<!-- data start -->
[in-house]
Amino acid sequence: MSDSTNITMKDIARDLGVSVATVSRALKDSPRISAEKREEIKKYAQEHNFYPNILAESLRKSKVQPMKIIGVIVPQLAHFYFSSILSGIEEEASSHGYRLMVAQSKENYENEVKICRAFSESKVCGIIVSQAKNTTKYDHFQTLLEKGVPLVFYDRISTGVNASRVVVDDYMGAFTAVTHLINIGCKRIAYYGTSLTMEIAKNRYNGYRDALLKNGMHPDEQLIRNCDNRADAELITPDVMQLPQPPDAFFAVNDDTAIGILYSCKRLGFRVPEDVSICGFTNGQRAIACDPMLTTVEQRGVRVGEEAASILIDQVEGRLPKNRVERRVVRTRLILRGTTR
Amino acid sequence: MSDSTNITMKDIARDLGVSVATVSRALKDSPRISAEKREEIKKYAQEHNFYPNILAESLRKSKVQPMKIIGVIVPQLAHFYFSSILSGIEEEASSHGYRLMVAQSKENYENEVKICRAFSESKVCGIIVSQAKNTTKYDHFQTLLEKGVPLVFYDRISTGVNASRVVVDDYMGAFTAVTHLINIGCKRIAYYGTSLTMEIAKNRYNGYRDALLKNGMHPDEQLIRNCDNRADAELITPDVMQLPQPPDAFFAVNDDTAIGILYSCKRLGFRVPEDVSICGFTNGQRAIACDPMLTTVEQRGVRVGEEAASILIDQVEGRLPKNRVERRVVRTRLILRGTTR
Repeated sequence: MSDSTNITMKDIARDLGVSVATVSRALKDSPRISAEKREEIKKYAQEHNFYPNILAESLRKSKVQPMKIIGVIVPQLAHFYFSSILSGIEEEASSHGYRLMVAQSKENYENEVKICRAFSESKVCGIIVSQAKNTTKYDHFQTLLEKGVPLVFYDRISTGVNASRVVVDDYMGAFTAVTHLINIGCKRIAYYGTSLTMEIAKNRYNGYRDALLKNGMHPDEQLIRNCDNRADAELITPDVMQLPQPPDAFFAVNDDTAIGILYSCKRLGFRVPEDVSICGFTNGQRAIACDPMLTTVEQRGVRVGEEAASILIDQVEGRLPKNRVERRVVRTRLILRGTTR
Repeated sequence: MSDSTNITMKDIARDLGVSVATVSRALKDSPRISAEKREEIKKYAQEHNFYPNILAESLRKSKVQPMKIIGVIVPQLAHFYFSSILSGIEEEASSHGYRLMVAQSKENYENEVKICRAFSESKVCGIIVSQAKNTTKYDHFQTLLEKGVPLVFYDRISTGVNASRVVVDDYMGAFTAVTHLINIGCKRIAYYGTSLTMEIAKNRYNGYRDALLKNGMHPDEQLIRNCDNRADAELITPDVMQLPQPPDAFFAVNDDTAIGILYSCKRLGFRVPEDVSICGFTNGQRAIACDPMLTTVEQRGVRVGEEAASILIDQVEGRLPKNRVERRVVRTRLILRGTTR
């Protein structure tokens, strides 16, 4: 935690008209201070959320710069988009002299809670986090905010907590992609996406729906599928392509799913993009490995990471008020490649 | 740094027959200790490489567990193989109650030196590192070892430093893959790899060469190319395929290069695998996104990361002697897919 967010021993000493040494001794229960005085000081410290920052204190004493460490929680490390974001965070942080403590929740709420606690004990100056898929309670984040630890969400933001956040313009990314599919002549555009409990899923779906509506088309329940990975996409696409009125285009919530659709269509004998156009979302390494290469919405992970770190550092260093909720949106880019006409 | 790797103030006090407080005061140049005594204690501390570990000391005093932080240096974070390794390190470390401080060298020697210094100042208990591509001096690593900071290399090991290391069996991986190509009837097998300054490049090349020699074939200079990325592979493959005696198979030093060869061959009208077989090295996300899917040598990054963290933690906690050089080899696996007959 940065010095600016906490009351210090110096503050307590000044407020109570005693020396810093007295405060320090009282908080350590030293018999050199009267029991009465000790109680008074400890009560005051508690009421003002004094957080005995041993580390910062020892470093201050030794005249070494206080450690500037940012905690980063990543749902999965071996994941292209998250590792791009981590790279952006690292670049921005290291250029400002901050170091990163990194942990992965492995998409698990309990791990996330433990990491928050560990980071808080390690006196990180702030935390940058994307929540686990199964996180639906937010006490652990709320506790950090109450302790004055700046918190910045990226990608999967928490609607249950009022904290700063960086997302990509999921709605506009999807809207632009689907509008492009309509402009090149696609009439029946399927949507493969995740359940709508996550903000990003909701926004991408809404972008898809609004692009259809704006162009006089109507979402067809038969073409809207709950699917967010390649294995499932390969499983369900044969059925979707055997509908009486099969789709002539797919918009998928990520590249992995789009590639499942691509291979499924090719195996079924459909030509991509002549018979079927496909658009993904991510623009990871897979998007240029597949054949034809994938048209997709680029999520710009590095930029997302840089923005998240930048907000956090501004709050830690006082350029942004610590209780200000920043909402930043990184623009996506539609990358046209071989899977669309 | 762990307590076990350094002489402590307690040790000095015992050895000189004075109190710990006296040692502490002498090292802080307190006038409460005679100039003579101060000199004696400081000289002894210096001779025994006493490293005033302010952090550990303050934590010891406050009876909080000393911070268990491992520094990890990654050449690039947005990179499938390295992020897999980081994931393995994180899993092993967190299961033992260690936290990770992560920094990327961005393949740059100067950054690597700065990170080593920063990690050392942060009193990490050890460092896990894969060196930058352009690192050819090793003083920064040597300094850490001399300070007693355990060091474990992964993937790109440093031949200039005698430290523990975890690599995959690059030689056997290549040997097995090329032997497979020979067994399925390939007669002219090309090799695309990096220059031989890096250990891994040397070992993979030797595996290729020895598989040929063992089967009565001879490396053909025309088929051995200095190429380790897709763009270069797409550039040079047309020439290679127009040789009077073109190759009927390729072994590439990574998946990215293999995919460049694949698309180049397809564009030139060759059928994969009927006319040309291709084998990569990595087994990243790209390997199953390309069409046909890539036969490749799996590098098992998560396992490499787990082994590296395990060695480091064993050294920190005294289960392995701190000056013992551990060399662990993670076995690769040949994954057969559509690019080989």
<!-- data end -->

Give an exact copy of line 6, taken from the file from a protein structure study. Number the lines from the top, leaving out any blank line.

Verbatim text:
């Protein structure tokens, strides 16, 4: 935690008209201070959320710069988009002299809670986090905010907590992609996406729906599928392509799913993009490995990471008020490649 | 740094027959200790490489567990193989109650030196590192070892430093893959790899060469190319395929290069695998996104990361002697897919 967010021993000493040494001794229960005085000081410290920052204190004493460490929680490390974001965070942080403590929740709420606690004990100056898929309670984040630890969400933001956040313009990314599919002549555009409990899923779906509506088309329940990975996409696409009125285009919530659709269509004998156009979302390494290469919405992970770190550092260093909720949106880019006409 | 790797103030006090407080005061140049005594204690501390570990000391005093932080240096974070390794390190470390401080060298020697210094100042208990591509001096690593900071290399090991290391069996991986190509009837097998300054490049090349020699074939200079990325592979493959005696198979030093060869061959009208077989090295996300899917040598990054963290933690906690050089080899696996007959 940065010095600016906490009351210090110096503050307590000044407020109570005693020396810093007295405060320090009282908080350590030293018999050199009267029991009465000790109680008074400890009560005051508690009421003002004094957080005995041993580390910062020892470093201050030794005249070494206080450690500037940012905690980063990543749902999965071996994941292209998250590792791009981590790279952006690292670049921005290291250029400002901050170091990163990194942990992965492995998409698990309990791990996330433990990491928050560990980071808080390690006196990180702030935390940058994307929540686990199964996180639906937010006490652990709320506790950090109450302790004055700046918190910045990226990608999967928490609607249950009022904290700063960086997302990509999921709605506009999807809207632009689907509008492009309509402009090149696609009439029946399927949507493969995740359940709508996550903000990003909701926004991408809404972008898809609004692009259809704006162009006089109507979402067809038969073409809207709950699917967010390649294995499932390969499983369900044969059925979707055997509908009486099969789709002539797919918009998928990520590249992995789009590639499942691509291979499924090719195996079924459909030509991509002549018979079927496909658009993904991510623009990871897979998007240029597949054949034809994938048209997709680029999520710009590095930029997302840089923005998240930048907000956090501004709050830690006082350029942004610590209780200000920043909402930043990184623009996506539609990358046209071989899977669309 | 762990307590076990350094002489402590307690040790000095015992050895000189004075109190710990006296040692502490002498090292802080307190006038409460005679100039003579101060000199004696400081000289002894210096001779025994006493490293005033302010952090550990303050934590010891406050009876909080000393911070268990491992520094990890990654050449690039947005990179499938390295992020897999980081994931393995994180899993092993967190299961033992260690936290990770992560920094990327961005393949740059100067950054690597700065990170080593920063990690050392942060009193990490050890460092896990894969060196930058352009690192050819090793003083920064040597300094850490001399300070007693355990060091474990992964993937790109440093031949200039005698430290523990975890690599995959690059030689056997290549040997097995090329032997497979020979067994399925390939007669002219090309090799695309990096220059031989890096250990891994040397070992993979030797595996290729020895598989040929063992089967009565001879490396053909025309088929051995200095190429380790897709763009270069797409550039040079047309020439290679127009040789009077073109190759009927390729072994590439990574998946990215293999995919460049694949698309180049397809564009030139060759059928994969009927006319040309291709084998990569990595087994990243790209390997199953390309069409046909890539036969490749799996590098098992998560396992490499787990082994590296395990060695480091064993050294920190005294289960392995701190000056013992551990060399662990993670076995690769040949994954057969559509690019080989």